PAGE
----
On Wednesday, Politico reported that one of Washington state's Democratic electors, Robert Satiacum Jr., is considering breaking the law and not voting for party nominee Hillary Clinton in the Electoral College should she carry the state, rather than violate his conscience. Aside from dredging up the endless hand-wringing over the wildly antiquated Electoral College, the report raises a new question: Can faithless electors be punished for not voting correctly? As with so many aspects of the Electoral College, the answer is simultaneously clear cut and kind of complicated.
First, it depends on which state the elector is from. If they hail from one of the 21 states which don’t have “faithless elector laws," then they can do whatever they want, as far as the law is concerned. In August, Georgia GOP elector Baoky Vu made a similar threat against his party’s nominee, Donald Trump. Georgia happens to be one of the lucky 21, and so should Vu carry out his promise, he wouldn’t face any legal trouble.
But Washington does have a law governing faithless electors, and the act carries a $1,000 fine. While that might serve to deter, say, a struggling writer like myself, Satiacum has claimed that the penalty wouldn’t stop him from not voting for Clinton. That’s assuming the penalty is enforced. Even though there have been 157 faithless electors in U.S. history, none have been prosecuted, according to the National Archives.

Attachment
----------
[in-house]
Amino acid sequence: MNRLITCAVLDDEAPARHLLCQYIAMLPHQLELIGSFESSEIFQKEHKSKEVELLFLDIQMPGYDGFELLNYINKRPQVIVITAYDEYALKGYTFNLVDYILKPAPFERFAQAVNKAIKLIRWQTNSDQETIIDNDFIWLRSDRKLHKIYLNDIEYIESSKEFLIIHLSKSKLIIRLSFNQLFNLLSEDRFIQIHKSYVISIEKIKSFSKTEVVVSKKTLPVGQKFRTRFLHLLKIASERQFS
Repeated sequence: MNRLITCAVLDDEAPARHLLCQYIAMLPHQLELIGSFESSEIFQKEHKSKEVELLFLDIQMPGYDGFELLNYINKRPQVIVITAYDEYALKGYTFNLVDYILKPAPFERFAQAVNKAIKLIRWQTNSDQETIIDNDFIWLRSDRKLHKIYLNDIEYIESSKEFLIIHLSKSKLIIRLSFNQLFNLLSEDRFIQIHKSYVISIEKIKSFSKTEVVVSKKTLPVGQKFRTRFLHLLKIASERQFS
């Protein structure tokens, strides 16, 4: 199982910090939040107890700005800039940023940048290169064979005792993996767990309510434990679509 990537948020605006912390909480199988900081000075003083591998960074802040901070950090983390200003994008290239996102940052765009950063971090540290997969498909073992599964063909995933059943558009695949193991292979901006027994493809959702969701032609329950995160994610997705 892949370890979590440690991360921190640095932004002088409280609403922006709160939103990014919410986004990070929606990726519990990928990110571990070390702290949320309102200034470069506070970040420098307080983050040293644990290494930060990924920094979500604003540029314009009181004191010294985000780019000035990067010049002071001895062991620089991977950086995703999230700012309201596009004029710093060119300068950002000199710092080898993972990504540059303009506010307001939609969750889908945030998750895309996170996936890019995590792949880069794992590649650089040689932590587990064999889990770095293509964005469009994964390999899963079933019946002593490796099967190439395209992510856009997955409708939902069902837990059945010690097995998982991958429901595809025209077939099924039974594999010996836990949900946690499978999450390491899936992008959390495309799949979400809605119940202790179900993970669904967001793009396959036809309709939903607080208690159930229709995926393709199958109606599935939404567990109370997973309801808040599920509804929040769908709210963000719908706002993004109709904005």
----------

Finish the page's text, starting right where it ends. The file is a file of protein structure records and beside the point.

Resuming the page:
It’s important to note that there are no instances of faithless electors ever swinging a presidential election. In 1836, the 23 Virginian electors didn’t support Martin Van Buren’s running mate, Richard M. Johnson, after it was discovered that Johnson lived and had children with an African American woman. The vice presidential election was thrown to the Senate, where Johnson was selected as VP.
Interestingly, though Washington's fine appears to be among the biggest financial penalties, other states go further to force electors to follow voters’ wishes. Many states mention criminal prosecution in their state laws, but New Mexico states outright that acting as a faithless elector is a fourth-degree felony, which can carry a sentence of up to 18 months in prison and a $5,000 fine.
A few other states appear less concerned with punishment and more concerned with protecting the integrity of their vote. Michigan, North Carolina, and South Carolina punish their faithless electors by canceling their vote and replacing them in the College, effectively neutralizing their rebellion.
In the end, most observers agree that the likelihood that a single defecting elector will do much to change the math is pretty slim, especially as Clinton continues to pull away from Trump in both polls and the Electoral College math. Nevertheless, it’s important to keep an eye on these mysterious electors who, in the end, are the people who actually elect the president.